Five years after the EU commission fined Google 2.4 billion euros ($ 2.65 billion) and ordered it to open its Google Shopping service in Europe for external competition, a new study shows that about 53% of ads on the platform in The United Kingdom still comes from Google itself – about 49% in 2019.
A study by Searchmetrics shows that after Brexit, Google is no longer trying to increase competition on its shopping platform in the UK.
In addition, the study suggests that most of the external participants in Google Shopping are not, in fact, providers of genuine shopping comparison services from which Google’s action is intended to benefit. There are many marketing agencies that have emerged since Google’s fine. They sell ads in the platform’s auction system, paying Google a margin and giving the impression of growing competition.
Google’s shopping platform displays product ads in search results related to the specific products people are searching for. In its 2017 antitrust action, the EU ruled that Google was giving itself an unfair advantage by promoting its own ads on the platform over those of competing shopping comparison websites that help consumers compare different products and prices to get informed. purchase decisions.
The latest Searchmetrics survey examined more than one million Google Shopping ad units in the UK and Germany to analyze the extent to which Google is complying with the EU’s call for more competition on the platform.
Comparing the results with previous research, Searchmetrics concludes that Google initially tried to increase external involvement in the UK to some extent. But after Brexit, his efforts seem to be waning.
Lillian Haase, CMO of Searchmetrics, explained: “Our data show that Google’s share of shopping ads in the UK was around 68% in 2018. And in line with the EU’s call for increased competition, this has been reduced to 51 % by 2019. However, as Brexit has taken place, Google’s share of advertising in the UK has started to rise again, reaching 53% so far in 2022. The trend clearly shows that after Brexit, the European Commission’s call for more competition no longer applies to search results in the United Kingdom.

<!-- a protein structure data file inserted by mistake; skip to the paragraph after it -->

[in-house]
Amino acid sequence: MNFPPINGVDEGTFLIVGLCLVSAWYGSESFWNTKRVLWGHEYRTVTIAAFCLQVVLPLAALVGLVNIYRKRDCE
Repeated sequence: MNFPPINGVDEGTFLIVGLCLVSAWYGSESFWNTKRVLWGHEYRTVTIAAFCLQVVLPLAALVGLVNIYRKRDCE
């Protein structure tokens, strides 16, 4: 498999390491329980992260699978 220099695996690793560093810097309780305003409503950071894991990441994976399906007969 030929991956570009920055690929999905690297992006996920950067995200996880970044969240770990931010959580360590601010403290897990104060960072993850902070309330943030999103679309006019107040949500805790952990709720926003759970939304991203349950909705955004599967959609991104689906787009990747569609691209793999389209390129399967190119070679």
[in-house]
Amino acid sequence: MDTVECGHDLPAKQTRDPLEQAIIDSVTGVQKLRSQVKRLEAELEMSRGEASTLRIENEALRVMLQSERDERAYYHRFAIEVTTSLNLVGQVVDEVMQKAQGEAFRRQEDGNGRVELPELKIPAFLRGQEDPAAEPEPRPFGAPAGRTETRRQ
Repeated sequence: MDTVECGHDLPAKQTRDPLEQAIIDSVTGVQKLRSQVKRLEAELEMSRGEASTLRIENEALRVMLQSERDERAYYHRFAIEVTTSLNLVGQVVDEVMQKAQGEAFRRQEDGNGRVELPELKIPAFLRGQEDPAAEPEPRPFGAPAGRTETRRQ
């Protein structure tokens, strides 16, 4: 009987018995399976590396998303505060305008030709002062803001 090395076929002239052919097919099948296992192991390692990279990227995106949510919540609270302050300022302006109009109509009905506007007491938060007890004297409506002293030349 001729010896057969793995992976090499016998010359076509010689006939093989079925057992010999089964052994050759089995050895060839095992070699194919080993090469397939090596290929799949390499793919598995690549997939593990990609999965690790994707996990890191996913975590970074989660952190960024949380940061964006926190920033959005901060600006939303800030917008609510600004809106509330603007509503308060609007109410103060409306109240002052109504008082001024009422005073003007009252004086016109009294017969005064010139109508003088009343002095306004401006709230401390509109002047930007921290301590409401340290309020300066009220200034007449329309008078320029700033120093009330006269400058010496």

In fact, there are signs that there is even less real competition in Google Shopping. According to data from 47% of UK Shopping ads that are not placed directly through Google, only 19% actually come from competing price comparison websites that were provided by beneficiaries of EU action. The rest (28%) are mainly from performance marketing agencies that sell ads in the auction system on the shopping platform, which gives Google a margin.
Google’s decision to address the lack of competition is to open a competition for Comparison Shopping Services (CSS), which can participate in the online auction by bidding against Google for advertising positions in the shopping platform. These external vendors may accept ad offers from online merchants who wish to appear on Google Shopping.
But according to Searchmetrics, while some CSS providers are real comparison websites, most are performance marketing agencies that offer comparative shopping services by name alone. Many of them were created after Google’s fine in 2017. And although they may manage comparative shopping portals, they only list products sold by merchants whose offers they manage in the Google Shopping auction system – which means that otherwise case they are largely irrelevant to real shopping for comparison. In fact, their only function is for Google to demonstrate that Shopping ads are displayed by publishers other than Google.
“Even if at face value Google seems to have opened Google Shopping ads to external vendors, these comparison portals themselves offer little user value,” Haase said.
According to a searchmetrics analysis, the UK’s top 20 CSS partners have negligibly low organic search traffic, supporting the view that their main function is actually to sell Google Shopping ads, not to help consumers find products.
The study shows that in Germany, 33.6% of Google Shopping ads still come from Google, a drop of about 50% in 2019 (and 67% in 2018). So in Germany, Google seems to be working to reduce its own involvement. However, there are the same problems as in the United Kingdom. Outdoor ads come from CSS partners, with 41.5% placed through agencies and only 24.9% from real price comparison websites that also function as CSS partners.
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